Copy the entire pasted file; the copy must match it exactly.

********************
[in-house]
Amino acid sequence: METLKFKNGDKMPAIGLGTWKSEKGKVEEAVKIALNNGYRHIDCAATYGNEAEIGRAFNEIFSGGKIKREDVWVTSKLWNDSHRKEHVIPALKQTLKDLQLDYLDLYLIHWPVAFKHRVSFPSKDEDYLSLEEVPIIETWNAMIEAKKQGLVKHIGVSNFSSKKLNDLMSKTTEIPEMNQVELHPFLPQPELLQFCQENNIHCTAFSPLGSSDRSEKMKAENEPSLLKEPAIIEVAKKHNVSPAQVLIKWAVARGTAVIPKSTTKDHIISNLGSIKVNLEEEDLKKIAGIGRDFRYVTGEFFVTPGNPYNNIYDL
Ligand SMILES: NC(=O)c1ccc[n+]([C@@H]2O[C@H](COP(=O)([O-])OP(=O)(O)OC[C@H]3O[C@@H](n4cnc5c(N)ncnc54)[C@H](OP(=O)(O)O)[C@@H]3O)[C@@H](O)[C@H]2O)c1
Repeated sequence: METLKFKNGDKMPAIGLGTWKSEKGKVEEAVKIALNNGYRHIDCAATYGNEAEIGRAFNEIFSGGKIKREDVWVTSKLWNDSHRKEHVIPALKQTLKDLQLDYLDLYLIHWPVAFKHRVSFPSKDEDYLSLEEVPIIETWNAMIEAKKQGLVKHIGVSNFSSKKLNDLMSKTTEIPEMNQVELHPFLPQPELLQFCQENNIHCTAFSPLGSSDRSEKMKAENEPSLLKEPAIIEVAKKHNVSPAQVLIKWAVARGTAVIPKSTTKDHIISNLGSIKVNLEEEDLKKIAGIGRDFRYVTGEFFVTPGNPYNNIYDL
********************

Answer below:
[in-house]
Amino acid sequence: METLKFKNGDKMPAIGLGTWKSEKGKVEEAVKIALNNGYRHIDCAATYGNEAEIGRAFNEIFSGGKIKREDVWVTSKLWNDSHRKEHVIPALKQTLKDLQLDYLDLYLIHWPVAFKHRVSFPSKDEDYLSLEEVPIIETWNAMIEAKKQGLVKHIGVSNFSSKKLNDLMSKTTEIPEMNQVELHPFLPQPELLQFCQENNIHCTAFSPLGSSDRSEKMKAENEPSLLKEPAIIEVAKKHNVSPAQVLIKWAVARGTAVIPKSTTKDHIISNLGSIKVNLEEEDLKKIAGIGRDFRYVTGEFFVTPGNPYNNIYDL
Ligand SMILES: NC(=O)c1ccc[n+]([C@@H]2O[C@H](COP(=O)([O-])OP(=O)(O)OC[C@H]3O[C@@H](n4cnc5c(N)ncnc54)[C@H](OP(=O)(O)O)[C@@H]3O)[C@@H](O)[C@H]2O)c1
Repeated sequence: METLKFKNGDKMPAIGLGTWKSEKGKVEEAVKIALNNGYRHIDCAATYGNEAEIGRAFNEIFSGGKIKREDVWVTSKLWNDSHRKEHVIPALKQTLKDLQLDYLDLYLIHWPVAFKHRVSFPSKDEDYLSLEEVPIIETWNAMIEAKKQGLVKHIGVSNFSSKKLNDLMSKTTEIPEMNQVELHPFLPQPELLQFCQENNIHCTAFSPLGSSDRSEKMKAENEPSLLKEPAIIEVAKKHNVSPAQVLIKWAVARGTAVIPKSTTKDHIISNLGSIKVNLEEEDLKKIAGIGRDFRYVTGEFFVTPGNPYNNIYDL